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Disclaimer: The views and opinions expressed in this article are those of the author and do not necessarily reflect the views of the Arboricultural Association.

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National Tree Week 2016 - 26th November through to 4th December - CHANGING VIEWS

  30/11/2016
Last Updated:  30/11/2016

National Tree Week 2016
From 26th November through to 4th December
CHANGING VIEWS
 
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As National Tree Week – the UK’s biggest annual festival of trees – approaches, The Tree Council is encouraging everyone to consider how they can change views for the better by planting and celebrating trees.
 
Across the country, views of the landscape are changing for the worse as more and more trees fall victim to invasive pests and diseases. National Tree Week provides communities with the impetus to fight back by planting the trees of the future and attempting to change the view for future generations.
 
Each year, the festival inspires around a quarter of a million people to get their hands dirty and plant up to one million trees. This year is no exception, and fun, worthwhile and accessible tree planting events are taking place around the country, organised by The Tree Council’s member organisations, which include voluntary bodies and local authorities, as well as our network of 8,000 Tree Warden volunteers, schools, community groups and others.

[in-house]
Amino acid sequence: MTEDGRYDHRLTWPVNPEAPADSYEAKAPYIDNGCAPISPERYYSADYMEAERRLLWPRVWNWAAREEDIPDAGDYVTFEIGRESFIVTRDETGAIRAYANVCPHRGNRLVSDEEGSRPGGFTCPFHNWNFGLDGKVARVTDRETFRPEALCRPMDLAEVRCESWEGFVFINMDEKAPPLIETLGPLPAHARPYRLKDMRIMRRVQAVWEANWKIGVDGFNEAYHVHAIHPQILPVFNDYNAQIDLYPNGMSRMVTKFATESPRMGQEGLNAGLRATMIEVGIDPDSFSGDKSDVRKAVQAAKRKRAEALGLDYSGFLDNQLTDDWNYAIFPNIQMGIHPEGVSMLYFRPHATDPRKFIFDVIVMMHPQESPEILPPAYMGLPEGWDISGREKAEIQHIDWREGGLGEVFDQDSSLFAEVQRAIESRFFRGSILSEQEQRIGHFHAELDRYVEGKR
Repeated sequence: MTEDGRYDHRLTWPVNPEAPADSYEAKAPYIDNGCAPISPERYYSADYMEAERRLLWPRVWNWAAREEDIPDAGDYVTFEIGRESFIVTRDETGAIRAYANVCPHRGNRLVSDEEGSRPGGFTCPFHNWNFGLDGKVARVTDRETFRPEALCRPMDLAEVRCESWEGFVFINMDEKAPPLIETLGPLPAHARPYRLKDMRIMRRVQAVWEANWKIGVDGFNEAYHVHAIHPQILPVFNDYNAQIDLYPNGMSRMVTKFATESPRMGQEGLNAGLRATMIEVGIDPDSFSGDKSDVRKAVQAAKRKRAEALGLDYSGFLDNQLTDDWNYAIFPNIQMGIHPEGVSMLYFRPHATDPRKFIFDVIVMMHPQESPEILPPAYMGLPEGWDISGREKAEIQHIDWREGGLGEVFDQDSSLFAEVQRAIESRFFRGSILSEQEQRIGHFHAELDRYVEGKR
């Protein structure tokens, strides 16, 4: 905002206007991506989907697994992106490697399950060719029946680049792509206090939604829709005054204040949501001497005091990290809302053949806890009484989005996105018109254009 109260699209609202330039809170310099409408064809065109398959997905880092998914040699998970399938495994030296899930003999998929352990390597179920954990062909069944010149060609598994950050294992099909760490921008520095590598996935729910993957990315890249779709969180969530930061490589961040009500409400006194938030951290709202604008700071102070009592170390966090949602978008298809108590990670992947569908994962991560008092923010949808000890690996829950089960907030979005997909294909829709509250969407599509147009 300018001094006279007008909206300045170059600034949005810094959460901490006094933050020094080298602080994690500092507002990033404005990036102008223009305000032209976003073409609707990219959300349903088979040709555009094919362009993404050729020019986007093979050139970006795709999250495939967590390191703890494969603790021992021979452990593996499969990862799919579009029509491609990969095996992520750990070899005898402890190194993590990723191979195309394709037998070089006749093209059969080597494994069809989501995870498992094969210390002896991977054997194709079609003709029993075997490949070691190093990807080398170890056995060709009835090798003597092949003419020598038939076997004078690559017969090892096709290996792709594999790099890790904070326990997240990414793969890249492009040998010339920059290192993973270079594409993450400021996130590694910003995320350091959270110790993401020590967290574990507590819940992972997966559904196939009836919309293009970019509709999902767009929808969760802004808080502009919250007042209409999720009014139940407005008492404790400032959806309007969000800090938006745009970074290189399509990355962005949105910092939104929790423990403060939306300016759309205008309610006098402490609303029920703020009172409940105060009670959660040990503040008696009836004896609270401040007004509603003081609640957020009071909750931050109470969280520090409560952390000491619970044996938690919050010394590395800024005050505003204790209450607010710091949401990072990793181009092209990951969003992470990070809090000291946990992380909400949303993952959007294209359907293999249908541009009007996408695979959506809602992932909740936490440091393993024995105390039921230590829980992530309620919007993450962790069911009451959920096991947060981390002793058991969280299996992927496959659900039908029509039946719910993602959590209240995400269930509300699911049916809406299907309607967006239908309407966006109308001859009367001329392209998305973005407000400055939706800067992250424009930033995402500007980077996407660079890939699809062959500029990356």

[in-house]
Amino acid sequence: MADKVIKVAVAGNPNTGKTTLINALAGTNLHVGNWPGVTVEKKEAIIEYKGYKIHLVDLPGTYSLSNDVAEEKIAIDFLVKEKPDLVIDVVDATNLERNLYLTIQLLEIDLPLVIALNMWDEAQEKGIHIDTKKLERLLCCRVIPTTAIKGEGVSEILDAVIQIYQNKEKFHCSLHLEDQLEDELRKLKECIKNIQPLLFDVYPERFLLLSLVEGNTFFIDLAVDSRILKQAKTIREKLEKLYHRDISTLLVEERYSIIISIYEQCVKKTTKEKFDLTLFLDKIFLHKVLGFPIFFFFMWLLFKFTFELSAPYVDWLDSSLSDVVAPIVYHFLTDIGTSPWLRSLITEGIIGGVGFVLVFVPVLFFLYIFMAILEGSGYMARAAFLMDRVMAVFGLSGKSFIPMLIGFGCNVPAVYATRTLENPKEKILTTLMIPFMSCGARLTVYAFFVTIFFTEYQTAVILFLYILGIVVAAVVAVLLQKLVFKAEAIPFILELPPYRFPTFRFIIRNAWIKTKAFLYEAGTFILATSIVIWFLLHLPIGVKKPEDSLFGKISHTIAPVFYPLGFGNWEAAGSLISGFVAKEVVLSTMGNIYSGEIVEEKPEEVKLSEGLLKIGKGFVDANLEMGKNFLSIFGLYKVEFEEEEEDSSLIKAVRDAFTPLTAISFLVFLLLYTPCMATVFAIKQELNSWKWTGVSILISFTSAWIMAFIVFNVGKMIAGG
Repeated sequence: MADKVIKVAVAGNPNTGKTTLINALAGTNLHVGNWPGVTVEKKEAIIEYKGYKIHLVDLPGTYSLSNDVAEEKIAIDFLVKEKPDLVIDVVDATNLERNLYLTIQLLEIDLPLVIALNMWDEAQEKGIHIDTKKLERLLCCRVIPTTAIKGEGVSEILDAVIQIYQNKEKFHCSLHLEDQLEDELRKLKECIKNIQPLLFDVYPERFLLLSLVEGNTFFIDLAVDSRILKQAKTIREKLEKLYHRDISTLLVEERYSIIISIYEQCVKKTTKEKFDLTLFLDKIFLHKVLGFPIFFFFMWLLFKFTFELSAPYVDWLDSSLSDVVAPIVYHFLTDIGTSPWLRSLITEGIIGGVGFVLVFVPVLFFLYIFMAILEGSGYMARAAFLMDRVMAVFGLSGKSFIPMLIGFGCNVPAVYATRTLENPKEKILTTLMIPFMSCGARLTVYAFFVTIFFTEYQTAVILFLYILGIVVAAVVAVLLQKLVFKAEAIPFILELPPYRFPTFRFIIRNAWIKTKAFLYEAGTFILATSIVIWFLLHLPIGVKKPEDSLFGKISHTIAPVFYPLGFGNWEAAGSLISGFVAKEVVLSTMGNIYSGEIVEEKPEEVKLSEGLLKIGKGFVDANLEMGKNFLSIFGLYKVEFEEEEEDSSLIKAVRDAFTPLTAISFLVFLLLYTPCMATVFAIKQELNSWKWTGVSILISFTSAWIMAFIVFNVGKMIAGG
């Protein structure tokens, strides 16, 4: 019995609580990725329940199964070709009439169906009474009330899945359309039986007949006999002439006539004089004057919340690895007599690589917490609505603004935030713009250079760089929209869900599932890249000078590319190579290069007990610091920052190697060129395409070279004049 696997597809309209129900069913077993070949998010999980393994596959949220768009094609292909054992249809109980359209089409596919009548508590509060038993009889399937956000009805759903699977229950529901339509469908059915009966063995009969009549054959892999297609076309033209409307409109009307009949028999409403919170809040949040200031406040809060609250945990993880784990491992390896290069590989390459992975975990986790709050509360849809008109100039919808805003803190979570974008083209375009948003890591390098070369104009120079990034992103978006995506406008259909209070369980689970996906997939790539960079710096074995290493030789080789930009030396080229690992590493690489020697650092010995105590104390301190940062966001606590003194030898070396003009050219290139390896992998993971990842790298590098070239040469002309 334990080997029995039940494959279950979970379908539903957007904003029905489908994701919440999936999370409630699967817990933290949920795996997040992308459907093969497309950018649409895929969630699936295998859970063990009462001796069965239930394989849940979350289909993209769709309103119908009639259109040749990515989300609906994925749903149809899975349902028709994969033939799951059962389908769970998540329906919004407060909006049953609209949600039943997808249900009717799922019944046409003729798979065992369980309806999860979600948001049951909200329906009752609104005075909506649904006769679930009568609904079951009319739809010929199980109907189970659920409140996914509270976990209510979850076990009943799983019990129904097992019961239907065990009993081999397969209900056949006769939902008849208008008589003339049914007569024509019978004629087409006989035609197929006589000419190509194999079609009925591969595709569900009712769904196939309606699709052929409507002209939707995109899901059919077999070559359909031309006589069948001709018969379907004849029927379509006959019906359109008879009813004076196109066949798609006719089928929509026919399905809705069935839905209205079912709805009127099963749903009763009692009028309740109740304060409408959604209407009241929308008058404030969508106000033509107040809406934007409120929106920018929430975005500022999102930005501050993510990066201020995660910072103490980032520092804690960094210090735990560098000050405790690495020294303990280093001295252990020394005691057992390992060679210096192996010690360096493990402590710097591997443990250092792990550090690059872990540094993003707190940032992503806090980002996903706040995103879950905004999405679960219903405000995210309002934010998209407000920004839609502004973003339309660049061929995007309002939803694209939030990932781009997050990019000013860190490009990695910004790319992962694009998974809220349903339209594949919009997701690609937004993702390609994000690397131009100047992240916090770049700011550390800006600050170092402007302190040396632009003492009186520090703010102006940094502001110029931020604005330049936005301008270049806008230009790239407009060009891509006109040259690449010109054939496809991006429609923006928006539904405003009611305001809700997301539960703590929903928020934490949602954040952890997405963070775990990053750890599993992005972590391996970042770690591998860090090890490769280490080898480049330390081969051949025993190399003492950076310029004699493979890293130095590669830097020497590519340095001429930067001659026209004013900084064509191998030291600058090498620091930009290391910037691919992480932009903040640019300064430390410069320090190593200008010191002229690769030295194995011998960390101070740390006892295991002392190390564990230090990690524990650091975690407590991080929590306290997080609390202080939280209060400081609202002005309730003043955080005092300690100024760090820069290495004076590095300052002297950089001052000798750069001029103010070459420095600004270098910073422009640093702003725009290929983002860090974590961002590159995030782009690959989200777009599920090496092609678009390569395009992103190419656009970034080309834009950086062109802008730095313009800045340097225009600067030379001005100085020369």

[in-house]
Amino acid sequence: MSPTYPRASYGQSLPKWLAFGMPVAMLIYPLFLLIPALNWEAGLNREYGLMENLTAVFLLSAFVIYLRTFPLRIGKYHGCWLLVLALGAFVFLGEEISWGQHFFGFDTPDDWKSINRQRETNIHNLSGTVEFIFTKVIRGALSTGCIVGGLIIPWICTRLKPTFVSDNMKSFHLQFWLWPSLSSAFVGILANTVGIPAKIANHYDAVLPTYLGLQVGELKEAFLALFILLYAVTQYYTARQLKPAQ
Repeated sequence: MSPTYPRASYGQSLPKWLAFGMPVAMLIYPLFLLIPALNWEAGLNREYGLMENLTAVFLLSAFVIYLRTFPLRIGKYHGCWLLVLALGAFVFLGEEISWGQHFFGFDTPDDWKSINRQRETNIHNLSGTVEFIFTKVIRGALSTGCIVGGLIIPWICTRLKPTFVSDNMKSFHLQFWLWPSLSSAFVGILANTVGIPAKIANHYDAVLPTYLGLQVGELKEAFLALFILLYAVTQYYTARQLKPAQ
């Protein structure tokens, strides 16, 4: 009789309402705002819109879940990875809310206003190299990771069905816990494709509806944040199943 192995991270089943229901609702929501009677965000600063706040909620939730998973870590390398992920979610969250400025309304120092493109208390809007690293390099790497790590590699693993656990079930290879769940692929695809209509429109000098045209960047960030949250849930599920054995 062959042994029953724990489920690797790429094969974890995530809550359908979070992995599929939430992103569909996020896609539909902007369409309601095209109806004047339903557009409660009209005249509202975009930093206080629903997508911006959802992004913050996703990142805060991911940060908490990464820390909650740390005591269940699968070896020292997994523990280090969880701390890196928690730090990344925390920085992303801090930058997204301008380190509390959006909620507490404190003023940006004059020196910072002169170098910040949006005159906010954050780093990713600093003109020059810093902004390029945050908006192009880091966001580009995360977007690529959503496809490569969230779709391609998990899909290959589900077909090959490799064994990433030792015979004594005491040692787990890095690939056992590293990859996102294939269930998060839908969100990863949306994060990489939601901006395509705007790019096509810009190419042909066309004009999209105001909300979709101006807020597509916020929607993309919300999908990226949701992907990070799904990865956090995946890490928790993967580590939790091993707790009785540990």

National Tree Week has an added resonance this year as 2016 is the 300th anniversary of the birth of Lancelot ‘Capability’ Brown, the famous landscape architect who transformed views from so many of our best loved country estates, parks and gardens. He was nicknamed ‘Capability’ due to his tendency to tell his clients that they had ‘great capability’ to improve the landscape. Few of us have large country estates at our disposal, we each have the ‘capability’ to change views by helping to plant more trees.
 
For those who don't have the opportunity to plant a tree, there are plenty of other ways to get involved in National Tree Week. People can celebrate trees by contributing a tree story or memory towards the Charter for Trees, Woods and People, which launches in a year's time in November 2017. Or they could 'dress' a favourite local tree during Tree Dressing Day (3rd December 2016), which falls on the last weekend of National Tree Week.
 
Whichever way people choose to mark the occasion, National Tree Week encourages individuals, communities and families across the UK to change their views about the value and significance of trees in their lives.
 
Pauline Buchanan Black, Director-General of The Tree Council, commented: ‘Wherever we live, there’s no better way to change the view than by adding trees to it. We have so many reasons to celebrate trees: they shelter us from the elements, reduce noise levels, improve air quality and attract an abundance of wildlife for us to enjoy – and our views of them change with the changing seasons. Communities can help change views from any window, along any street or of any park or green space by planting trees during National Tree Week and throughout the bare root tree planting season.’
 
Further information about National Tree Week, including a downloadable poster, press release and an interactive Near You map, can be found here.

Don't forget, you can share interesting tree facts, images, and musings on social media throughout the festival using the hashtags #NationalTreeWeek #ChangingViews and #TreeCharter

National Tree Week: http://www.treecouncil.org.uk/Take-Part/National-Tree-Week